How Bone Broths Can Keep You Out Of Trouble

I have to confess that since living to Malaysia, there are a few things I’ve been missing. We don’t have an oven in my new home, so I’ve been missing roasting a chicken for dinner, and therefore, also my beloved bone broth.

I use my bone broth as a base for many of my meals. Not only is it delicious and gives great depth to the taste of the meal – be it a soup-based dish, a gravy to go with the roast or something like a chilli – it’s also highly nutritious. There’s a reason grandma would put on a pot of homemade chicken soup when someone got sick. And it’s also good for the soul.

But more than anything, bone broth is good for healing the gut. Hippocrates, the father of medicine, said, “All health begins in the gut,” and if nothing else, this is surely the reason to indulge in bone broth – apart from that it’s tastes so dang good, that is.

Why is our gut so important?

If you think about it, although our gut is inside our body, it’s exposed to the outside – in that, we bring things from the outside into our bodies through our gut. Hence, it is a barrier between the outside world and the rest of our body. Then, it also digests our food and absorbs nutrients. If we don’t keep our gut healthy, our digestion could be impaired and so could our ability to absorb those precious nutrients – which means that even if you’re eating all the right foods, you might not be getting benefit from them, because of a damaged or less than healthy gut lining.

Step up, bone broth, to keep you out of trouble.

Bone broth is packed full of vitamins and minerals such as magnesium, phosphorous and calcium. Then there’s collagen, gelatin, amino acids, and other compounds such as glucosamine. All these nutrients help to keep our skin and hair look amazing and to keep our joints healthy, while also being healing to our gut and throughout our body. Add to that the immunity boosting properties of a good cup of broth and it’s no wonder this has been praised for centuries.

The biggest difference between bone broth and regular stock is that bone broth is cooked for a much longer period of time – for 12-24 hours, and even up to 72 hours. It’s this lengthy cooking time that draws out all the goodness from the bones. You can use the bones from chicken, turkey, pork or beef, even fish, and it’s best to use bones from organically raised or grass-fed animals to ensure the highest quality of nutrients possible.

How to Make Bone Broth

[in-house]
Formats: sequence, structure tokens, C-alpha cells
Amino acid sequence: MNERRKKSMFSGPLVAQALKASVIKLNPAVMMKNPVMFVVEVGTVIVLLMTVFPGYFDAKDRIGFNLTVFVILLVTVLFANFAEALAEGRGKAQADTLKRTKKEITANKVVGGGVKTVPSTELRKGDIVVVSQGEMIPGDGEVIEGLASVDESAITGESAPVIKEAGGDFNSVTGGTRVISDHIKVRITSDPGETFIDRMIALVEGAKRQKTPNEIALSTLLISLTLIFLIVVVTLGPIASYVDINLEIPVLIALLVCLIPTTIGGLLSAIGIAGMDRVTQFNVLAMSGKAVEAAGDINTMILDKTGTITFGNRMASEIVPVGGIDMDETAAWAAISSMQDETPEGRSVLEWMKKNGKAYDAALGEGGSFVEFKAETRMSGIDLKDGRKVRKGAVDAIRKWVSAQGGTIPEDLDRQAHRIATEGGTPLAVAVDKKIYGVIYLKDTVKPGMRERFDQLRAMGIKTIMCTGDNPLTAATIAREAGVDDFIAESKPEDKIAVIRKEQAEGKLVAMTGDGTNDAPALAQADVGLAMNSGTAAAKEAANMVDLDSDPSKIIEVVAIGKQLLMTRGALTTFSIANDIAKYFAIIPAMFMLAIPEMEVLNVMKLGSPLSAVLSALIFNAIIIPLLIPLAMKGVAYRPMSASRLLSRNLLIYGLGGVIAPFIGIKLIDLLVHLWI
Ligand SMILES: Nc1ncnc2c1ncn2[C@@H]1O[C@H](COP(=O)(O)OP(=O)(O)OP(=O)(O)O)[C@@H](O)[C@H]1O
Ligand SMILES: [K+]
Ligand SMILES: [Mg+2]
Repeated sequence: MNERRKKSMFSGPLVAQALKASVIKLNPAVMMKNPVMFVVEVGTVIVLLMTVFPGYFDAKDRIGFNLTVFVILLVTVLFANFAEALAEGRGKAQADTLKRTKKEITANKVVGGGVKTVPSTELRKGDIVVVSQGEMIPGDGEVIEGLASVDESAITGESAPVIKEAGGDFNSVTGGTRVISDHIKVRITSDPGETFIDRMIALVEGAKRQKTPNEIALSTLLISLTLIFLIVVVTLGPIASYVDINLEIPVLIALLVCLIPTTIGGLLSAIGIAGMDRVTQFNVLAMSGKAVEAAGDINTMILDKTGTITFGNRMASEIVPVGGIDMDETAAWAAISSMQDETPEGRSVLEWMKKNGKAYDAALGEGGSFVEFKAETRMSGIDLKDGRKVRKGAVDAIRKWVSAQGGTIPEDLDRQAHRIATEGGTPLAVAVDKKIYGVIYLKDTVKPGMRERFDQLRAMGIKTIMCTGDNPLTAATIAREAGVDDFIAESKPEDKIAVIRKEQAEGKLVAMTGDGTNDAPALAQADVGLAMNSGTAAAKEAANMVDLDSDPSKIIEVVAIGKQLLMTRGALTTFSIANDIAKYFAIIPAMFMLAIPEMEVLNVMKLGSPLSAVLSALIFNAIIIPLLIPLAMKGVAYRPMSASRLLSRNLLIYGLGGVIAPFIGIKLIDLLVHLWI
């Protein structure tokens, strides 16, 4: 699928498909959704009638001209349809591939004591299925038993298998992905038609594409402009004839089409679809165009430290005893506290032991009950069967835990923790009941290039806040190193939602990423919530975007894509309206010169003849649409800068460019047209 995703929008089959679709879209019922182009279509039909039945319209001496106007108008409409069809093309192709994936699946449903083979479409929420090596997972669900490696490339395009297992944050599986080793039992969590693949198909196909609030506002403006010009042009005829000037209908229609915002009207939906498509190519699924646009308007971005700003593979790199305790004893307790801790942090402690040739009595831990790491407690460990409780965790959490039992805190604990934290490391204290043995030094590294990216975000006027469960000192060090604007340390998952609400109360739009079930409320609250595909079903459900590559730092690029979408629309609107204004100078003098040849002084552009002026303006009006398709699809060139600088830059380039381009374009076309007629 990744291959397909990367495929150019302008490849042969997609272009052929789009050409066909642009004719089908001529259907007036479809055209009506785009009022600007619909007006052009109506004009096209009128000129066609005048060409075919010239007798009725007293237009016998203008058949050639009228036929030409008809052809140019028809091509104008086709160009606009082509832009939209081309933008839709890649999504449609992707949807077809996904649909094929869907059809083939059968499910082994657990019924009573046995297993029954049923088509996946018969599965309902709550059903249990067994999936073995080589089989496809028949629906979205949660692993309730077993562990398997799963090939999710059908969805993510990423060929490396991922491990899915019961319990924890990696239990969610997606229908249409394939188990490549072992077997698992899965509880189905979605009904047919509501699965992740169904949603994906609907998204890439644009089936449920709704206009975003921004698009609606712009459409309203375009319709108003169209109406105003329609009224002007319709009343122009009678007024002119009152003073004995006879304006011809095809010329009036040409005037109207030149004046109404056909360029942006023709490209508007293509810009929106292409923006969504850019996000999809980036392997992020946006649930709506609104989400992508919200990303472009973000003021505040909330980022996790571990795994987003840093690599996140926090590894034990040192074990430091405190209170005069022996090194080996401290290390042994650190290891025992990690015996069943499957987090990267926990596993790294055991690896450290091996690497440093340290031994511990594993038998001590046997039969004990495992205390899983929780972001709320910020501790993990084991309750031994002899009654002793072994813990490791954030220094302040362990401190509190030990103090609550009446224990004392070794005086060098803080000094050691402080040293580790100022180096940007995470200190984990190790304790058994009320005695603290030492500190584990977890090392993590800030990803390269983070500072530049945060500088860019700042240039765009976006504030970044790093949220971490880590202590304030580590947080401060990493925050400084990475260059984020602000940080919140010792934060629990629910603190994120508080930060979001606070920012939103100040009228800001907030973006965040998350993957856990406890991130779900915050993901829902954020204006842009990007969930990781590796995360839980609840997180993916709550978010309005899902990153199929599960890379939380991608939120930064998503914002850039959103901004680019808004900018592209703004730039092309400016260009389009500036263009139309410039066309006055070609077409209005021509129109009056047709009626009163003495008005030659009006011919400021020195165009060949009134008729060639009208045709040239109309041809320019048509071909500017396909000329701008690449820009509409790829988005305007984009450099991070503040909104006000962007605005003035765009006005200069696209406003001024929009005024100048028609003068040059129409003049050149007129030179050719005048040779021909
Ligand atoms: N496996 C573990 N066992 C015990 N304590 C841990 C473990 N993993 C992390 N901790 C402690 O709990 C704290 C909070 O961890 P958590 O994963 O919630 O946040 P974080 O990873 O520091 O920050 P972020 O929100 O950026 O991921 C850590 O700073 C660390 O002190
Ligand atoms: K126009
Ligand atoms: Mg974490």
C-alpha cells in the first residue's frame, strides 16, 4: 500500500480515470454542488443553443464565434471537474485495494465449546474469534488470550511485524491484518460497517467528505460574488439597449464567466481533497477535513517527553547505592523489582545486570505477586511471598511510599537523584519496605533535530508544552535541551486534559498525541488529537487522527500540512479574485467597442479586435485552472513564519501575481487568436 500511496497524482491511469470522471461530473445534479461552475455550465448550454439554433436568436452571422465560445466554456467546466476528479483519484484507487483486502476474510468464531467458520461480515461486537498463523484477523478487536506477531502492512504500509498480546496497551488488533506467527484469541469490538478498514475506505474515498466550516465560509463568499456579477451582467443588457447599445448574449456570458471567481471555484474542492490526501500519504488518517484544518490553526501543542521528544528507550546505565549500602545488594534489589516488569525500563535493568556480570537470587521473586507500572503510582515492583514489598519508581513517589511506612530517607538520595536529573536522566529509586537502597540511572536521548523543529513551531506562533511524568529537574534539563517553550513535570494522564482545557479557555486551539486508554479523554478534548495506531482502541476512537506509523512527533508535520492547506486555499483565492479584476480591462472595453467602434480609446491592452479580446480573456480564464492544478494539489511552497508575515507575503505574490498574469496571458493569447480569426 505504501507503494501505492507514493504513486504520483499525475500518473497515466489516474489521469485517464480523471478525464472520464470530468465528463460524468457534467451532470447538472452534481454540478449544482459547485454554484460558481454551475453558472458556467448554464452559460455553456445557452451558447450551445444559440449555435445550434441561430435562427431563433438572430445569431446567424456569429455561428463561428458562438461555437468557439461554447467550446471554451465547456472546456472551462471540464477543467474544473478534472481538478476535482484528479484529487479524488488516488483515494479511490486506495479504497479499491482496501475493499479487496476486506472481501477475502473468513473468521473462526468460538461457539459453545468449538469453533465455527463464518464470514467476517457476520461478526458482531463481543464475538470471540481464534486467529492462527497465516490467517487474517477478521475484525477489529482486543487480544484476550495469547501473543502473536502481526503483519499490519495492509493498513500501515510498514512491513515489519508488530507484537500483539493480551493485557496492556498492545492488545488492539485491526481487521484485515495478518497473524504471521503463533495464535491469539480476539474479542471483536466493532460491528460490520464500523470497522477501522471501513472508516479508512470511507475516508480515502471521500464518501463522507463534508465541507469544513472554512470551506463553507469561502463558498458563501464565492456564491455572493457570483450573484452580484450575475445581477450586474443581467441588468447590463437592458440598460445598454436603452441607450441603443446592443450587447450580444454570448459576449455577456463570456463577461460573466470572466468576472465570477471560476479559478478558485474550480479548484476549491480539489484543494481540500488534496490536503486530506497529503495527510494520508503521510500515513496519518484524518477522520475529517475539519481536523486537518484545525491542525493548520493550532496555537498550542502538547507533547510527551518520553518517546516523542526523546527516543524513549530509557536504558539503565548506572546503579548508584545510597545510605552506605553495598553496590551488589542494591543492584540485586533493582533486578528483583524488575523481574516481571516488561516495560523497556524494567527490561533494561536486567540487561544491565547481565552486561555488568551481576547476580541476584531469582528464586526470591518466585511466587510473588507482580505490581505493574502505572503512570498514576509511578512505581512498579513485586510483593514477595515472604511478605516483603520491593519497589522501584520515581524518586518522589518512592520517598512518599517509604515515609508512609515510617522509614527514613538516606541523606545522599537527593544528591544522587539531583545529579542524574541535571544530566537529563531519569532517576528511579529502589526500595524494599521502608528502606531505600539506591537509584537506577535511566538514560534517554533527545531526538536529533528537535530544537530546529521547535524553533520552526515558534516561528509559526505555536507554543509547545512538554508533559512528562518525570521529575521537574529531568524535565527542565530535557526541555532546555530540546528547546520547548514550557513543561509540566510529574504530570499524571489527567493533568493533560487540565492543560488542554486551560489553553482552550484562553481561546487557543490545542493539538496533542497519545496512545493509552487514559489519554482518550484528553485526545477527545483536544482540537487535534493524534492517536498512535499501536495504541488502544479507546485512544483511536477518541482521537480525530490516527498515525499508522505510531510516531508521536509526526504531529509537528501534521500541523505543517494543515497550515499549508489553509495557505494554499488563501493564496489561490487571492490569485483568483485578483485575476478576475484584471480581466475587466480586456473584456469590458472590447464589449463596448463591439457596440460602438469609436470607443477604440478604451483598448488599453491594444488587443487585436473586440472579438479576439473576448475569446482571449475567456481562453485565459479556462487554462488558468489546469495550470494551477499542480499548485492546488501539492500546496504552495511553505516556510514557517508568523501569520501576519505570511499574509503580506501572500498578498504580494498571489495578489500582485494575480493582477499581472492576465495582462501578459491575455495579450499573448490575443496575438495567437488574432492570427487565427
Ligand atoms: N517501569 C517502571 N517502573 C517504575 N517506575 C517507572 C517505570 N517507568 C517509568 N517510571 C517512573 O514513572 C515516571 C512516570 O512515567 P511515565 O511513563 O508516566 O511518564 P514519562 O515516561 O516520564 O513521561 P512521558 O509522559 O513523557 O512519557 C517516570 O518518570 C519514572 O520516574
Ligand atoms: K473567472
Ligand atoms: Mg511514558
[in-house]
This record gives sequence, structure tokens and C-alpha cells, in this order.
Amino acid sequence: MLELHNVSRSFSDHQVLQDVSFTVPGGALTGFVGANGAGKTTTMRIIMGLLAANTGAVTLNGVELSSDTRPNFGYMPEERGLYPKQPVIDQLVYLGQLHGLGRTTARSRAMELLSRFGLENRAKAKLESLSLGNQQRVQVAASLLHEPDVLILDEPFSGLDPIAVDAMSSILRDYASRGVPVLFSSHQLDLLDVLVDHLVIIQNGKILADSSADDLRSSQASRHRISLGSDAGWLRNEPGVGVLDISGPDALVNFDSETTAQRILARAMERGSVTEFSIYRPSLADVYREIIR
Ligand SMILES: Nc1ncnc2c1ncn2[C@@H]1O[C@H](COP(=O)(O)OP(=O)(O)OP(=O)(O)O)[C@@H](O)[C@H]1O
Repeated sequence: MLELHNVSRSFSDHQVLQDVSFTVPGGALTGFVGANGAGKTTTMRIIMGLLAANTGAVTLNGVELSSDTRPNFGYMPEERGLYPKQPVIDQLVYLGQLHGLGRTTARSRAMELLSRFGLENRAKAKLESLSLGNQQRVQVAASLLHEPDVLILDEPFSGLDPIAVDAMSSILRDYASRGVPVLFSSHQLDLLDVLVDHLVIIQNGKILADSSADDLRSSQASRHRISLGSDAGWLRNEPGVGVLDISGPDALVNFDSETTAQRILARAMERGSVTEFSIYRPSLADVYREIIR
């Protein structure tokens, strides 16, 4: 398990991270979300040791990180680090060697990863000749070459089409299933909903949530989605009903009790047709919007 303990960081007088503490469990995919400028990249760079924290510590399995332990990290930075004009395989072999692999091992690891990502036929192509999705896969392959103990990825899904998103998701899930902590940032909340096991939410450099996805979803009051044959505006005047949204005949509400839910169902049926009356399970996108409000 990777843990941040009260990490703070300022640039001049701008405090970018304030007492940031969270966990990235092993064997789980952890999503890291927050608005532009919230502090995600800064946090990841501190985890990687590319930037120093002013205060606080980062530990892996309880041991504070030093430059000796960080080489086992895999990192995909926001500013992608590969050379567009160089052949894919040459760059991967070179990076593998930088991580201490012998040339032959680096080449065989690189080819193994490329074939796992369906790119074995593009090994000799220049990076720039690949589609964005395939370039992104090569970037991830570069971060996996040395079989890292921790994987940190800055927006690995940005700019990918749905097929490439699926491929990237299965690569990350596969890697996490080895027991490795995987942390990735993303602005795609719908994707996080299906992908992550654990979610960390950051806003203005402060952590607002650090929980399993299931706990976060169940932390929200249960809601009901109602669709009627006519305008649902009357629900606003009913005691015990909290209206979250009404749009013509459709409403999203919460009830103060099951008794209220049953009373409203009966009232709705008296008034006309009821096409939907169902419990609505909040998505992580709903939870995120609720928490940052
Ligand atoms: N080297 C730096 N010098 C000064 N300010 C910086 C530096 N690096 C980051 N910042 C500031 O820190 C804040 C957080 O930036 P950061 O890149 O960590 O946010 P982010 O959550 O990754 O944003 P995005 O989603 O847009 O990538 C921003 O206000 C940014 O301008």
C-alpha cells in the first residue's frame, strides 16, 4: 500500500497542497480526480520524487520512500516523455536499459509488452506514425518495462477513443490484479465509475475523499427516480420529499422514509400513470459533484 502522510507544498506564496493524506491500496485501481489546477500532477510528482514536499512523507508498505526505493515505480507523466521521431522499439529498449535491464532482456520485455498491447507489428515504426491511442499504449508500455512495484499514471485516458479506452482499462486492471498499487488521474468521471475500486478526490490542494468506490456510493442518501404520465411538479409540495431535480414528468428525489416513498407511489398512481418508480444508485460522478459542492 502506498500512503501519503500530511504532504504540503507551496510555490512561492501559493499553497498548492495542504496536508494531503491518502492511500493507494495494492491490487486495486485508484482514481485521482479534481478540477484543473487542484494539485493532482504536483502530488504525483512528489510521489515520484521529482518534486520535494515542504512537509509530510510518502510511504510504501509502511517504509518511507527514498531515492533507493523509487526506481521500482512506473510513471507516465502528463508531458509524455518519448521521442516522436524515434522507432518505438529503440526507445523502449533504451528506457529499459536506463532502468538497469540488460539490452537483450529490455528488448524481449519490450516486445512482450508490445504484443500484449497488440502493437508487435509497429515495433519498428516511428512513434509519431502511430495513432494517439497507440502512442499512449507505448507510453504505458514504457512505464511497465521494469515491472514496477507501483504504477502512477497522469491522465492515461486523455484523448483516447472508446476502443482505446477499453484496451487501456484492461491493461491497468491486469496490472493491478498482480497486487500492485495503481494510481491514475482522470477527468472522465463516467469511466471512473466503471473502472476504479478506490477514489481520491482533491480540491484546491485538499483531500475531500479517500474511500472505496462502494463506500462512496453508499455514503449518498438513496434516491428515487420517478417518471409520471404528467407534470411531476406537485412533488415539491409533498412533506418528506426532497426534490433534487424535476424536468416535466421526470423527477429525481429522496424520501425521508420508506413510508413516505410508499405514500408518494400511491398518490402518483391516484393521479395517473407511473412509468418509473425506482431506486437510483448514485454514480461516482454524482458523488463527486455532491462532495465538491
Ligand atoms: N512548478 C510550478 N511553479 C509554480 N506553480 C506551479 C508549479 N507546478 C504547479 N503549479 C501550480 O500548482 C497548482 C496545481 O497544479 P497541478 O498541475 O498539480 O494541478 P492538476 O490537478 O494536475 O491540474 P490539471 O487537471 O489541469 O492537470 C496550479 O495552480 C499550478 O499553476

It’s ridiculously easy to make, especially if you use a slow-cooker and you can then pretty much set it and forget it – until it’s done.

I find the easiest way to make bone broth is to start with a cooked chicken – hence my roast chicken dinners. But you could just as easily get chicken carcasses and use those instead. If using a roast or cooked chicken, simply pull the cooked meat off the chicken and serve it for dinner. Store any leftover meat in the fridge to use later on in a salad or use it for a quick chicken soup-based meal with the bone broth you’re about to make.

Put everything that’s left – all the bones and any remaining bits and pieces of meat – into a large pot that has a lid, or into your slow cooker. Make sure that your pot or slow cooker can hold enough water to fully cover the bones by about a couple of inches. Fill with plenty of cold water. The more water you add, the more broth you’ll get in the end and leave an inch of gap at the top or you risk the liquid bubbling over.

Next, add a good splash of apple cider vinegar to the pot. This step is optional. If you don’t have the vinegar in your pantry don’t worry about it. You can add a splash of red wine or white vinegar if you’d like. The vinegar helps get all the minerals out of the bones and into the broth. But again, it’s OK if you don’t have it. Your broth will be just as tasty and almost as good for you without it.

As a variation and to add a different flavor to your broth, you could also throw in some vegetables – a carrot, a stick or two of celery, an onion or a leek. Or flavor it with peppercorns and a bay leaf. But again, you really don’t need to.

Cover the pot with the lid and crank up the heat until everything comes to a full boil, then reduce the heat to a simmer. If you’re using a slow cooker, set it on medium. Cook your bone broth for a minimum of 12 hours.

If you’re using a pot, be sure to keep an eye on the water level and that there’s always plenty of liquid in your pot and that the bones are always covered.

Of course you don’t want to simmer the broth while you’re out of the house or sleeping. Start the broth in the morning on a day when you know you’ll be home. Simmer it all day until you’re ready to go to bed. Turn off the burner for the night, but keep the broth sitting on the stove. In the morning, bring the liquid back to a boil and continue simmering. After it has cooked for at least 12 hours, the broth is ready, woo hoo!

You’ll have a clear, rich golden-yellow colored broth (if using chicken bones). You can either use it immediately or leave it to cool, and then strain the liquid into a mason jar or a kilner jar and store it in the fridge. After it’s been in the fridge for a few hours, you’ll notice that the broth takes on a jelly-like texture, which is exactly what you want. A layer of fat will form on the top – this is perfectly nutritious too.

Your broth will keep for several days in the fridge, or you can freeze it too and it’ll keep for a month.

Enjoy and let me know how you get on with it!